Education

Contextual Teaching

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Science  23 Apr 2010:
Vol. 328, Issue 5977, pp. 406
DOI: 10.1126/science.328.5977.406-a
CREDIT: © 2006 BY CONTRA COSTA TIMES

Can integrated approaches to literacy instruction alleviate the disadvantages and poor performance of students in urban schools, and are there differential effects on students not native to the language of the school system? Lesaux et al. have developed a program to improve a foundational element of reading comprehension—vocabulary. The 18-week intervention involved sixth-grade teachers and 500 of their students, roughly three-quarters of whom were not native English speakers, from urban schools. The program differed from traditional instruction in several ways: (i) Rather than memorizing lists of words and definitions, students read passages from texts describing real-world events; (ii) rather than literature-based texts, students read expository, nonfiction text from a news magazine; (iii) academic words (such as evidence and method) that appear across a range of disciplines were emphasized; and (iv) students didn't just read, but also discussed and wrote passages. Multilevel modeling indicated that this regimen improved students' abilities to understand words in multiple forms (for instance, complex versus complexity) and in multiple contexts. Results on a measure of reading comprehension were promising, and this program was comparably effective for native and non-native English speakers. Two challenges must be met if such research is to contribute at scale: Interventions must be efficacious yet also easily implemented and maintained in mainstream classroom settings. Observation, surveys, and interviews revealed that program materials and training empowered teachers to implement the program with good fidelity.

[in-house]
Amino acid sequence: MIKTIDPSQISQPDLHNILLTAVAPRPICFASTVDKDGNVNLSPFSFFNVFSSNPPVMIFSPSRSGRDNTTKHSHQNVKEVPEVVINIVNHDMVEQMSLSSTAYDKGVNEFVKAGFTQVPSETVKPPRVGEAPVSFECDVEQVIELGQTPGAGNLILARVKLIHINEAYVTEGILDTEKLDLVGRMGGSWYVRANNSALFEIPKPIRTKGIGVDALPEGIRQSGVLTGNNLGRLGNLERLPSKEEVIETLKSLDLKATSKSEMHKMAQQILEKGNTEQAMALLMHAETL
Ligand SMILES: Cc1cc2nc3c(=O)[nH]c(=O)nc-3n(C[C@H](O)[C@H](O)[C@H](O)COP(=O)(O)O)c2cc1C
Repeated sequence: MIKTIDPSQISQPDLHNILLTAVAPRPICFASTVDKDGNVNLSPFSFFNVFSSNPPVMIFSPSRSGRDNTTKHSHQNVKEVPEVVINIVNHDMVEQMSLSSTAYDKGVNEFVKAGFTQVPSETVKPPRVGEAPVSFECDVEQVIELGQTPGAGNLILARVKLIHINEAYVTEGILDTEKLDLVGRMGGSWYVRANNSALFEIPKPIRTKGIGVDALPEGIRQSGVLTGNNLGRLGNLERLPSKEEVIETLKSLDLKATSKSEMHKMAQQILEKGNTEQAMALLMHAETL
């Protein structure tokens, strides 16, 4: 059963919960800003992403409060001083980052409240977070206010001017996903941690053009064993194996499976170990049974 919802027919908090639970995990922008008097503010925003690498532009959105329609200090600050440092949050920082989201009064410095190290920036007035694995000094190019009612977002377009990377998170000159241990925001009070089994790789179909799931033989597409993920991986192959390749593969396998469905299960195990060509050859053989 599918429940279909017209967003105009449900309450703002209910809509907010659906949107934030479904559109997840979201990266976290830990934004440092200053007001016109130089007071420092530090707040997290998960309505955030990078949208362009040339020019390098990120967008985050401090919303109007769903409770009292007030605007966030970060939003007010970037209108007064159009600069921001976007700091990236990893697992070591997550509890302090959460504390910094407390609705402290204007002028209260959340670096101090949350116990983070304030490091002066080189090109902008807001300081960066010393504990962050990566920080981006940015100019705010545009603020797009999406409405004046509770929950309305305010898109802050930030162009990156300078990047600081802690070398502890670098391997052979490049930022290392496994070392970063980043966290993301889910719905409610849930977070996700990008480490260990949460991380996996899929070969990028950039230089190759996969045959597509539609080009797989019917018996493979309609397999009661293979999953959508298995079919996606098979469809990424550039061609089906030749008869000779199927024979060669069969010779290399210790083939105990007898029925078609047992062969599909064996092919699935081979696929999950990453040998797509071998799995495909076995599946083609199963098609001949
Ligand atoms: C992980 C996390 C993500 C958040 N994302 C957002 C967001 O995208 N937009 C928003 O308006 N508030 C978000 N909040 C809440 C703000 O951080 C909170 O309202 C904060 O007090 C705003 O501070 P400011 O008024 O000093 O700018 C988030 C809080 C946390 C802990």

Reading Res. Quart. 45, 196 (2010).

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